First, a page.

The nighttime sky is becoming increasingly polluted by artificial light. This light pollution poses a significant threat to migrating birds, causing confusion and disorientation and often leading to collisions with buildings, perturbing their internal clocks, or interfering with their ability to undertake long-distance migrations. Solutions to light  pollution are readily available. For instance, more and more cities around the world are undertaking measures to promote the use of dark sky friendly lights. Best practice guidelines are also being developed under the Convention of Migratory Species to address this growing issue and to ensure that action is taken globally to help birds migrate safely. Stay tuned for more information about World Migratory Bird Day activities and materials and contact us at [email protected] with any questions. 

2022 World Migratory Bird Day Artist


At the heart of World Migratory Bird Day is original artwork that reflects the annual conservation theme. Each year, artists are invited to submit their work to be carefully considered by a panel of reviewers, and one artist is selected.


We are pleased to announce that artist Omar Custodio Azabache from Peru has been chosen to create the art that will reflect this year’s conservation theme of the impact of light pollution on migratory birds.


Omar holds a degree in Biology from Pedro Ruiz Gallo National University in Lambayeque, Peru. He has experience in taxonomy and conservation biology with a strong emphasis on ornithology. Omar has been a research associate with the Center of Ornithology and Biodiversity in Corbidi, Peru, since 2012. He also leads an urban bird ecology project called Aves Urbanas de Lima, which aims to reconnect people with nature through birds, and is the co-founder of Playeras del Perú, which works to protect shorebirds and their habitats throughout the country.


Omar’s interest in the natural world is complemented by his artistic talents. He has worked as a scientific illustrator for nearly a decade and has been featured in a number of magazines, books, field guides, and other publications.


We are excited to welcome Omar to the 2022 World Migratory Bird Day team and look forward to sharing this year’s artwork with you soon!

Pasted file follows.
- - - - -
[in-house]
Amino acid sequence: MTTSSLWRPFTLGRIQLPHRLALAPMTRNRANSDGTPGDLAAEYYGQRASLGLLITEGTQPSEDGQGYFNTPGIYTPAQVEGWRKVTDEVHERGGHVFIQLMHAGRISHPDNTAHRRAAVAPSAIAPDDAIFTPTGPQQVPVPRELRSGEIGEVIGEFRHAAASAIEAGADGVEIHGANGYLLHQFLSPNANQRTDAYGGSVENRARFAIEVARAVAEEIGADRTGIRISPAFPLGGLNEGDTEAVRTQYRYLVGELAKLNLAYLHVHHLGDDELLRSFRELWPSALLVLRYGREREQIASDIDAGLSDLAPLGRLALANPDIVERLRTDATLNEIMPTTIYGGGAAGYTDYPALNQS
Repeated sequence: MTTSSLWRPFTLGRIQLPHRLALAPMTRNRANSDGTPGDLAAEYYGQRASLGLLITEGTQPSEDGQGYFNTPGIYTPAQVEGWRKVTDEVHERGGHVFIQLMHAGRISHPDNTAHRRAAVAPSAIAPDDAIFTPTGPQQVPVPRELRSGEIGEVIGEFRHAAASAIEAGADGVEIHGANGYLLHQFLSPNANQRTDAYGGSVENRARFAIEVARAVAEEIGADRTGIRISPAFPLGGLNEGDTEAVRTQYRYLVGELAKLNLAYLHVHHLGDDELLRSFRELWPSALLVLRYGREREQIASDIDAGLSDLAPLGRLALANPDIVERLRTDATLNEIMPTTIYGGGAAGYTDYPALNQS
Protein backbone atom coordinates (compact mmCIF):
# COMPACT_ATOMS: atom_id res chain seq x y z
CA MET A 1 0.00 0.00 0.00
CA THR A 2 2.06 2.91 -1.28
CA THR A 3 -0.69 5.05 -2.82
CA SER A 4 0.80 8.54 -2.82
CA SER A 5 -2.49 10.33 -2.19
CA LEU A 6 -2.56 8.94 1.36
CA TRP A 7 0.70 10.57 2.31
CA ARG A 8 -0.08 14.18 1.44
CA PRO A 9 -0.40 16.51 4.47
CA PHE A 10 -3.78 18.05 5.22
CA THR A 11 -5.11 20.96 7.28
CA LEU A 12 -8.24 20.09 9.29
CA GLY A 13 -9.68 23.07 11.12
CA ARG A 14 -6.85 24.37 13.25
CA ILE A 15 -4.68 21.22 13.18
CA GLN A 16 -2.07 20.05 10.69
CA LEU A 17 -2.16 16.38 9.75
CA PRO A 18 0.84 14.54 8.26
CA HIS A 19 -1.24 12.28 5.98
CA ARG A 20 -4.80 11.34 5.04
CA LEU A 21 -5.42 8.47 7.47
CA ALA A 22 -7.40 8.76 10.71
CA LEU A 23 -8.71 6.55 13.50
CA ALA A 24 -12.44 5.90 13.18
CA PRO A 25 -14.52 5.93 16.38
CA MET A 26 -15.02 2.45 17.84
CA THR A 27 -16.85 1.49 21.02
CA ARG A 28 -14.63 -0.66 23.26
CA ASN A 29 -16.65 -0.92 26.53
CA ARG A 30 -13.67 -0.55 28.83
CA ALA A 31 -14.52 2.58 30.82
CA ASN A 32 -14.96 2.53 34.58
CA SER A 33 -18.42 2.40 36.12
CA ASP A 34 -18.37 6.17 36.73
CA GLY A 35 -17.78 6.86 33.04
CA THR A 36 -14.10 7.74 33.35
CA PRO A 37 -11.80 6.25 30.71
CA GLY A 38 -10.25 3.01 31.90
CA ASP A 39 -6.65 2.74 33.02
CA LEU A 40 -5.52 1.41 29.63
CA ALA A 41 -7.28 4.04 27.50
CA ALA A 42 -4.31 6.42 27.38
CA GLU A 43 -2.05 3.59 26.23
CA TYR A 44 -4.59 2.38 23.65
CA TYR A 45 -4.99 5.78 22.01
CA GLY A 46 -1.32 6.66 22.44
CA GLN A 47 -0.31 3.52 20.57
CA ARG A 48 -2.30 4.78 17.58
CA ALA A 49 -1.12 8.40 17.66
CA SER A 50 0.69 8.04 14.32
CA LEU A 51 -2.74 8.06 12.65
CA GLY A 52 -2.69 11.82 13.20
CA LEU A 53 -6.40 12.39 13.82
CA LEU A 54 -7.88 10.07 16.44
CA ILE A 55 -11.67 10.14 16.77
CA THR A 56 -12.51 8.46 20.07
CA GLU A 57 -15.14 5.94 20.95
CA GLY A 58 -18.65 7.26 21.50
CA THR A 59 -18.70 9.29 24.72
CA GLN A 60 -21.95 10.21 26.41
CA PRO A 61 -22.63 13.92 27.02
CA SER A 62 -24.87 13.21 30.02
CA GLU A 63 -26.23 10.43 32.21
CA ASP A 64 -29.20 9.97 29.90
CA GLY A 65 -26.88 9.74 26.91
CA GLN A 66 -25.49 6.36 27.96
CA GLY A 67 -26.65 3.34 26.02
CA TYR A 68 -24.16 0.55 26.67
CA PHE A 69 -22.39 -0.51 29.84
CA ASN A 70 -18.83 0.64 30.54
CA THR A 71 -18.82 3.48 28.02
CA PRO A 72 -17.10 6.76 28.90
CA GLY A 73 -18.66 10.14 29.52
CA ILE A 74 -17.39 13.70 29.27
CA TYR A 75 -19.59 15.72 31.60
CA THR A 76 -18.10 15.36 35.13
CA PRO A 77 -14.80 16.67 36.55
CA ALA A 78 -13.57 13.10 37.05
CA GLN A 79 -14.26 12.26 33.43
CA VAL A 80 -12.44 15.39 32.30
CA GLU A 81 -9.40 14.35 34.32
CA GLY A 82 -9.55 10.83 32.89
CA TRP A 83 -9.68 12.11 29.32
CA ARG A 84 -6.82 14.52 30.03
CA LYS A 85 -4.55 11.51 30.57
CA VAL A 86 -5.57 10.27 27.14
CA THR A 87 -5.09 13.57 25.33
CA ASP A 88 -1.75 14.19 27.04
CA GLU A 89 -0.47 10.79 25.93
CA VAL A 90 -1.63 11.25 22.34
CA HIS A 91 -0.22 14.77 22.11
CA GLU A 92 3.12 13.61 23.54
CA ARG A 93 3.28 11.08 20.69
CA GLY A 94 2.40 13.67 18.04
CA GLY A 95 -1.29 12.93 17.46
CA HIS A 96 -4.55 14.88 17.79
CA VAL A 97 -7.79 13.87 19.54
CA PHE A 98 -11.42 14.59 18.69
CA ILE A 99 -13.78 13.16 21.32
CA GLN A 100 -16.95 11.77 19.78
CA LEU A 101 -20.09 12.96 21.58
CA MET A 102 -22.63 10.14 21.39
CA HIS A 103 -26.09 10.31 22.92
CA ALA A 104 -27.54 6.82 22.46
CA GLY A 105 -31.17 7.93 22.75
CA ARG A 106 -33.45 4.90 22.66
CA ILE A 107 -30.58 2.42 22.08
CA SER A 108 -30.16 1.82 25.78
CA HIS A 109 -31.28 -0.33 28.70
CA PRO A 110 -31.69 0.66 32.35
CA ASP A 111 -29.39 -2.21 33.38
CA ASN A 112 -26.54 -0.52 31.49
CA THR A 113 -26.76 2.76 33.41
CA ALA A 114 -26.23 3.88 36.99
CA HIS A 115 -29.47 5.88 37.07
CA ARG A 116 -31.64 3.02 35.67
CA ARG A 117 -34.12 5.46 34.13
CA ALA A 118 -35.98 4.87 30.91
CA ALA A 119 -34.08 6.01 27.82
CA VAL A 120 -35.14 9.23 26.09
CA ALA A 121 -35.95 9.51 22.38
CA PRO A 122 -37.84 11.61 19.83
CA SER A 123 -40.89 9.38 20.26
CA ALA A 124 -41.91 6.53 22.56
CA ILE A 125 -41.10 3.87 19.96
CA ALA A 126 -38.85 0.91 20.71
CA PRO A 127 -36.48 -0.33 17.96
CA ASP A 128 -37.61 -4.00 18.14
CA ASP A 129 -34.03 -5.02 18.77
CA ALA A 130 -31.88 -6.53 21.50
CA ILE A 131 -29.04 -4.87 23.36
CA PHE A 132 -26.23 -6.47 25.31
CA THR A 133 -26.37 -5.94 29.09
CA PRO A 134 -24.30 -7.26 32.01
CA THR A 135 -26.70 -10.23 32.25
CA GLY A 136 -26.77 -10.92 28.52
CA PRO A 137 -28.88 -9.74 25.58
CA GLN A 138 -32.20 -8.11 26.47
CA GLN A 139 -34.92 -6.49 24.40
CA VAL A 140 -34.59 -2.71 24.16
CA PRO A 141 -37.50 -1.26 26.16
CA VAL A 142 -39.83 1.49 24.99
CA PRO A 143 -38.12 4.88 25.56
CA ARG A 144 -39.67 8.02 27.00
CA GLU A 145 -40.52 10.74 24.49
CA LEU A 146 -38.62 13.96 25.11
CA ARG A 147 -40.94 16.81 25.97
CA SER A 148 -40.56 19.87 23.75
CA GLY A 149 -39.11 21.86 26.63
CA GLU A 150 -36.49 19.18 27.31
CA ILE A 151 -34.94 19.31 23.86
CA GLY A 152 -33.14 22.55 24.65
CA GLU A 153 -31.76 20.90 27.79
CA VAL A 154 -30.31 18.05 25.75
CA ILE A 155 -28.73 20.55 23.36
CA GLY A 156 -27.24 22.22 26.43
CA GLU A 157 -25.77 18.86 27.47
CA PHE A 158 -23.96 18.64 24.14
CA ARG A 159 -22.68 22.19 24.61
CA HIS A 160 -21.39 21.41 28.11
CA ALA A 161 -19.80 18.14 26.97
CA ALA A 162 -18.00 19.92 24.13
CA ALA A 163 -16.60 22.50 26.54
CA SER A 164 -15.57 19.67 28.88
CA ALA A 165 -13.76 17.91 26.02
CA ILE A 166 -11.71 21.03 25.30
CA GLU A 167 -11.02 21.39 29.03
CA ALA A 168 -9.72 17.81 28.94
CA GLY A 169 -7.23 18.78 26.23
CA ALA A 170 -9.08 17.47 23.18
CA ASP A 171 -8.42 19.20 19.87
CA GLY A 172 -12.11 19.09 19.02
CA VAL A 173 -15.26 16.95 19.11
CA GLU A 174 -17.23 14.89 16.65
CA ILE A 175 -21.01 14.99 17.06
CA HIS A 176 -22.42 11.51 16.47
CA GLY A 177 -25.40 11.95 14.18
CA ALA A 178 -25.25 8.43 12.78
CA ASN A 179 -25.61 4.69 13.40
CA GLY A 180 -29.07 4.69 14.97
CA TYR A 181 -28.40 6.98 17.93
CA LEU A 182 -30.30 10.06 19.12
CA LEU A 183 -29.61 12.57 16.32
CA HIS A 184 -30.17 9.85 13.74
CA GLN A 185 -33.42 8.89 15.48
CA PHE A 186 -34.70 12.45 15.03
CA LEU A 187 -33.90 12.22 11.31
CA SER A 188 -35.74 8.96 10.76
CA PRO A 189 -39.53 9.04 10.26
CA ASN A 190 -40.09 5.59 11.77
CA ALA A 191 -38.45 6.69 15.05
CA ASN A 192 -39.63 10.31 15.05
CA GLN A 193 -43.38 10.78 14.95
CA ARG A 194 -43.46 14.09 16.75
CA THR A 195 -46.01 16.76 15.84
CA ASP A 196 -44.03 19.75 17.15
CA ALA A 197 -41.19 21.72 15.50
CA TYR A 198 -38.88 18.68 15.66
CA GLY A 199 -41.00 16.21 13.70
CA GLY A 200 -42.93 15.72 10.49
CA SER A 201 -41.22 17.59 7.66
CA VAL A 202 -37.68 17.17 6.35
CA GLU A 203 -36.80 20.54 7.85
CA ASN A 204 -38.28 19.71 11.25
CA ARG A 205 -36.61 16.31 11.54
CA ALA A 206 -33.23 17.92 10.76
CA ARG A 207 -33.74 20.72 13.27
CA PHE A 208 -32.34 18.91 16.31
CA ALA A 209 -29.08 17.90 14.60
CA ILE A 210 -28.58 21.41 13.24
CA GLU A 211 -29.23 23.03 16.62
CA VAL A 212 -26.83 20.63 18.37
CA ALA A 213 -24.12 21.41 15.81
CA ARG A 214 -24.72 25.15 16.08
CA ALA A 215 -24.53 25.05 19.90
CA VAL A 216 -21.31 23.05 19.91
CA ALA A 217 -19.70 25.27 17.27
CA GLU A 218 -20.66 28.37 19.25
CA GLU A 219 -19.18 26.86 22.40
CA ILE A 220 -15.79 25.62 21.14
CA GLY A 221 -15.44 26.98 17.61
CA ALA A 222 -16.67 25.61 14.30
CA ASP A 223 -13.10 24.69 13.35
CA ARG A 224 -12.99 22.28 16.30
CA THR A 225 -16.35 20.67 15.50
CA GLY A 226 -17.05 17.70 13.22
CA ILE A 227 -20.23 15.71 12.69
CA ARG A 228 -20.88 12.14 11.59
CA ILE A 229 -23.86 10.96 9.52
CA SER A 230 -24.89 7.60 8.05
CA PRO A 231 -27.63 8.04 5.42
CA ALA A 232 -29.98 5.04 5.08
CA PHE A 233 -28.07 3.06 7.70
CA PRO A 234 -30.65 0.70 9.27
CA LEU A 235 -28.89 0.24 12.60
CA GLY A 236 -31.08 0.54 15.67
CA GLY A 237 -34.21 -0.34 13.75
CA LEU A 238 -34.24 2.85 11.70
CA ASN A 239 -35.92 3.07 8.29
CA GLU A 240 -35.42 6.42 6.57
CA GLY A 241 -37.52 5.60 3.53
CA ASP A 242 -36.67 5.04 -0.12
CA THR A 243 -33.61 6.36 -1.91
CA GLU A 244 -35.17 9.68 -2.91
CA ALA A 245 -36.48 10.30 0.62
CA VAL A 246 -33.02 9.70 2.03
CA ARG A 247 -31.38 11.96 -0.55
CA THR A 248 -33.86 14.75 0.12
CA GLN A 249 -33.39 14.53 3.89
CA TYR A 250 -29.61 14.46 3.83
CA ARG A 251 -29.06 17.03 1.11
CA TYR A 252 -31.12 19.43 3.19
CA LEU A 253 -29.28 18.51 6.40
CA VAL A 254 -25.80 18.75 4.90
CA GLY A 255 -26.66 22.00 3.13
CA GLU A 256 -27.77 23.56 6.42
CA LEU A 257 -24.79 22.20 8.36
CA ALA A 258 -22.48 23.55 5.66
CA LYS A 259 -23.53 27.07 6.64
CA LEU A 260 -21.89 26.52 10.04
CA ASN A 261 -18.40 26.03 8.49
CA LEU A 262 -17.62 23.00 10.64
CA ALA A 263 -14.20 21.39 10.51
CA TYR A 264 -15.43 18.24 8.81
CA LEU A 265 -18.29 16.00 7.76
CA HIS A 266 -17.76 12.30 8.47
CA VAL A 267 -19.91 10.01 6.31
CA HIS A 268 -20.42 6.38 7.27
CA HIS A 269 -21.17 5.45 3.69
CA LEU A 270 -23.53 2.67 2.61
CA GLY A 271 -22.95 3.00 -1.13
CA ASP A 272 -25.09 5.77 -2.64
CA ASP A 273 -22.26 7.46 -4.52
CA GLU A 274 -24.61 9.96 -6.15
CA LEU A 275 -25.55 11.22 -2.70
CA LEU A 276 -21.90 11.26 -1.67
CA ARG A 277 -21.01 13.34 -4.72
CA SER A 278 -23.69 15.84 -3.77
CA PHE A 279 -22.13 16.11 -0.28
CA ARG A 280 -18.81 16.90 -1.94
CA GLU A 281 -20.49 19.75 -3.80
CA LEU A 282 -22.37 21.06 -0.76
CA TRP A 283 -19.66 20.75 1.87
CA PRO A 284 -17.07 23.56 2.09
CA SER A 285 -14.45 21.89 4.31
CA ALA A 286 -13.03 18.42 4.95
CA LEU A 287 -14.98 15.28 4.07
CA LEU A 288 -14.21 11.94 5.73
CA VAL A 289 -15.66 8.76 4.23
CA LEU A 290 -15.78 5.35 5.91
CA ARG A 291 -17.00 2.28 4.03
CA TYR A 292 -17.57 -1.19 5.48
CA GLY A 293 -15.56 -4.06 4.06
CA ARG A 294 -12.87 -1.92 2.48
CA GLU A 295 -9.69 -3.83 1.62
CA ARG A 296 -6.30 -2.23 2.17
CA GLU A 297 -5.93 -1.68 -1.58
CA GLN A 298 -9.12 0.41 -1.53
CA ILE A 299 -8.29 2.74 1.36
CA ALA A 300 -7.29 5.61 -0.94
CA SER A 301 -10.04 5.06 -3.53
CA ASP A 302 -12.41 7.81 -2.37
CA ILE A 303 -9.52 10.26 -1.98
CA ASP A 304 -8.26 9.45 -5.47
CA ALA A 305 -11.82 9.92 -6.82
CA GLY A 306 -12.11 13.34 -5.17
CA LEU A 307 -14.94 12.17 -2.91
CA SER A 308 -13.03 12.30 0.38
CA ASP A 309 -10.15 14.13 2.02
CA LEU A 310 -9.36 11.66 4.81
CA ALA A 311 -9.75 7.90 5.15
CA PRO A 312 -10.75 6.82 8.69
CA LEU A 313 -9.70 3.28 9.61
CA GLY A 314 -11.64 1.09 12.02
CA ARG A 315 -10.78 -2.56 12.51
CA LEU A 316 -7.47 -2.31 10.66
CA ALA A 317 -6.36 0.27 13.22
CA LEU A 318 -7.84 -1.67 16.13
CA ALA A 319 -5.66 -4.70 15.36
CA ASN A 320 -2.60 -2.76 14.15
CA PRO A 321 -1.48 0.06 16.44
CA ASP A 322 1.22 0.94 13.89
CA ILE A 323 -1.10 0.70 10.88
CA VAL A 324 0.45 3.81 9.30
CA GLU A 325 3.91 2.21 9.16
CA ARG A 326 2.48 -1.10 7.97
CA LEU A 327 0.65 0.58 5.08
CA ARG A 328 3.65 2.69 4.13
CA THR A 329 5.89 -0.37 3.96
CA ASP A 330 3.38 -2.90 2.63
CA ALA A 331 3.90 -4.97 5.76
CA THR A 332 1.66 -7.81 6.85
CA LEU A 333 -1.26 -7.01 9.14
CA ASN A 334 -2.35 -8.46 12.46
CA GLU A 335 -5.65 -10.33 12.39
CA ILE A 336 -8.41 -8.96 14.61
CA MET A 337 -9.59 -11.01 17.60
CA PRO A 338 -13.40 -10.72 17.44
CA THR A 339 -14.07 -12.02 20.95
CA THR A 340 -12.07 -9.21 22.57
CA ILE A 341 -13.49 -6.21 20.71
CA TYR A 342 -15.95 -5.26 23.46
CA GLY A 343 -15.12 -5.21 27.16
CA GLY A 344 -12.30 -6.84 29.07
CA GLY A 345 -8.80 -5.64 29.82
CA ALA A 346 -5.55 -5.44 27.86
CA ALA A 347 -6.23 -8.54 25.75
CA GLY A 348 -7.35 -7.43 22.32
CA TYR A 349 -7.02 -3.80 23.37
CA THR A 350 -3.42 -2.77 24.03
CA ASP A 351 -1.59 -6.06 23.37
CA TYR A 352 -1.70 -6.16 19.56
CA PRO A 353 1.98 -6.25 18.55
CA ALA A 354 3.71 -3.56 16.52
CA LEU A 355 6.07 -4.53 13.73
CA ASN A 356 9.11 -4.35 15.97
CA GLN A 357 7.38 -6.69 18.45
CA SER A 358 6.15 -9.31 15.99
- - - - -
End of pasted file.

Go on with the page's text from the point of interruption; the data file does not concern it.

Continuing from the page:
Art at right was created by 2021 artist Sara Wolman.

World Migratory Bird Day 2022

The Impact of Light Pollution on Migratory Birds

World Migratory Bird Day is officially celebrated on the second Saturday of May in Canada and the US (May 14th in 2022), and the second Saturday of October in Mexico, Central and South America, and the Caribbean (October 8th in 2022). However, every day is Bird Day, and you can celebrate birds and host events any day of the year!

Conservation Theme

The 2022 conservation theme focuses on the impacts of light pollution on migratory birds. We look forward to providing information and activities that encourage participants to reduce their light pollution at home and in their communities. 

Art & featured species

Art has been central to World Migratory Bird Day and will continue to be a key element in 2022. We look forward to sharing this year’s original artwork and featured bird species with you soon!


Omar Custodio Azabache from Peru has been selected to create the original artwork for this year’s World Migratory Bird Day. Click here to learn more about Omar and his work.

Social Media Packet

Promoting your World Migratory Bird Day event can be a daunting task, so we create a Social Media Packet that provides easy copy-and-paste posts, downloadable graphics, and other content that you can use on your social media accounts (more resources coming soon!)